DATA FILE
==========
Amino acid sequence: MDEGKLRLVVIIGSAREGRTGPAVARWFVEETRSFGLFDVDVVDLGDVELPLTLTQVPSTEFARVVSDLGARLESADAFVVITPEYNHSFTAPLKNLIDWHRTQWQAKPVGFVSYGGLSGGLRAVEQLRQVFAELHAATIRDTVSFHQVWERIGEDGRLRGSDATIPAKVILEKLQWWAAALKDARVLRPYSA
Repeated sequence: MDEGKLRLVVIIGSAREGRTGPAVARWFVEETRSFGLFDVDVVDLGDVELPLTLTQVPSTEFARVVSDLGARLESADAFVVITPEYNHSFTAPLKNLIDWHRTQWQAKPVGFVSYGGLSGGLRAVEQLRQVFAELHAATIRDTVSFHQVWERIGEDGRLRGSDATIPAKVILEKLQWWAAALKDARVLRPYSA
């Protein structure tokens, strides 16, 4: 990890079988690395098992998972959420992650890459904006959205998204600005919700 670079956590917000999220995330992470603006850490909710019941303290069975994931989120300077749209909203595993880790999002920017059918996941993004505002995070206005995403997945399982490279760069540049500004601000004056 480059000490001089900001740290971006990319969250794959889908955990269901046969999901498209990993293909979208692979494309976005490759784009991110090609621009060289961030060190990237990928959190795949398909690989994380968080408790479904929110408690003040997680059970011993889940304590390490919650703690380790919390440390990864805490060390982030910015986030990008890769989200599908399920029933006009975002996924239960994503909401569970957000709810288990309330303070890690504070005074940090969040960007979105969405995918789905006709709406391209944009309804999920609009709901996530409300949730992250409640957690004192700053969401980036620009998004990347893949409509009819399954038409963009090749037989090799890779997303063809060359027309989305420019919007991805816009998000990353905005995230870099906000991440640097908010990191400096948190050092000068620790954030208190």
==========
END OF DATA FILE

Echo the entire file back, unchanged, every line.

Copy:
Amino acid sequence: MDEGKLRLVVIIGSAREGRTGPAVARWFVEETRSFGLFDVDVVDLGDVELPLTLTQVPSTEFARVVSDLGARLESADAFVVITPEYNHSFTAPLKNLIDWHRTQWQAKPVGFVSYGGLSGGLRAVEQLRQVFAELHAATIRDTVSFHQVWERIGEDGRLRGSDATIPAKVILEKLQWWAAALKDARVLRPYSA
Repeated sequence: MDEGKLRLVVIIGSAREGRTGPAVARWFVEETRSFGLFDVDVVDLGDVELPLTLTQVPSTEFARVVSDLGARLESADAFVVITPEYNHSFTAPLKNLIDWHRTQWQAKPVGFVSYGGLSGGLRAVEQLRQVFAELHAATIRDTVSFHQVWERIGEDGRLRGSDATIPAKVILEKLQWWAAALKDARVLRPYSA
């Protein structure tokens, strides 16, 4: 990890079988690395098992998972959420992650890459904006959205998204600005919700 670079956590917000999220995330992470603006850490909710019941303290069975994931989120300077749209909203595993880790999002920017059918996941993004505002995070206005995403997945399982490279760069540049500004601000004056 480059000490001089900001740290971006990319969250794959889908955990269901046969999901498209990993293909979208692979494309976005490759784009991110090609621009060289961030060190990237990928959190795949398909690989994380968080408790479904929110408690003040997680059970011993889940304590390490919650703690380790919390440390990864805490060390982030910015986030990008890769989200599908399920029933006009975002996924239960994503909401569970957000709810288990309330303070890690504070005074940090969040960007979105969405995918789905006709709406391209944009309804999920609009709901996530409300949730992250409640957690004192700053969401980036620009998004990347893949409509009819399954038409963009090749037989090799890779997303063809060359027309989305420019919007991805816009998000990353905005995230870099906000991440640097908010990191400096948190050092000068620790954030208190």